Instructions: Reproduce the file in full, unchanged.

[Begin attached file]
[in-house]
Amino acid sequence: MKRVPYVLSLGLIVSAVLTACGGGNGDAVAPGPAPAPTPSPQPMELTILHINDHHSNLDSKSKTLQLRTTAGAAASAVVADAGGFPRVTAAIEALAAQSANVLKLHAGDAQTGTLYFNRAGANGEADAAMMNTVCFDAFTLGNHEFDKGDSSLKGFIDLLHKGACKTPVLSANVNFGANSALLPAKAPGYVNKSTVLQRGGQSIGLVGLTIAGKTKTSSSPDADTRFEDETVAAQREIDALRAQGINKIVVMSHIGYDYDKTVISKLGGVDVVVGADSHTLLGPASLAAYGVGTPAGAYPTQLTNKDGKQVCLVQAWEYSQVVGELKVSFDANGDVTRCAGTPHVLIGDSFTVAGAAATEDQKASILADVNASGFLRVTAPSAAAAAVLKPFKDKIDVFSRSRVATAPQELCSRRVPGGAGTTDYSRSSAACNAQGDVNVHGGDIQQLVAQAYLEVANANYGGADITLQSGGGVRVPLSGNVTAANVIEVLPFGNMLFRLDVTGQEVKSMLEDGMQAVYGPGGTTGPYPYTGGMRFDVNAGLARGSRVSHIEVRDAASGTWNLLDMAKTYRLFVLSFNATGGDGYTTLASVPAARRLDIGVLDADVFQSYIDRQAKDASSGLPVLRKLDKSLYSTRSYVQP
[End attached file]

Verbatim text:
[in-house]
Amino acid sequence: MKRVPYVLSLGLIVSAVLTACGGGNGDAVAPGPAPAPTPSPQPMELTILHINDHHSNLDSKSKTLQLRTTAGAAASAVVADAGGFPRVTAAIEALAAQSANVLKLHAGDAQTGTLYFNRAGANGEADAAMMNTVCFDAFTLGNHEFDKGDSSLKGFIDLLHKGACKTPVLSANVNFGANSALLPAKAPGYVNKSTVLQRGGQSIGLVGLTIAGKTKTSSSPDADTRFEDETVAAQREIDALRAQGINKIVVMSHIGYDYDKTVISKLGGVDVVVGADSHTLLGPASLAAYGVGTPAGAYPTQLTNKDGKQVCLVQAWEYSQVVGELKVSFDANGDVTRCAGTPHVLIGDSFTVAGAAATEDQKASILADVNASGFLRVTAPSAAAAAVLKPFKDKIDVFSRSRVATAPQELCSRRVPGGAGTTDYSRSSAACNAQGDVNVHGGDIQQLVAQAYLEVANANYGGADITLQSGGGVRVPLSGNVTAANVIEVLPFGNMLFRLDVTGQEVKSMLEDGMQAVYGPGGTTGPYPYTGGMRFDVNAGLARGSRVSHIEVRDAASGTWNLLDMAKTYRLFVLSFNATGGDGYTTLASVPAARRLDIGVLDADVFQSYIDRQAKDASSGLPVLRKLDKSLYSTRSYVQP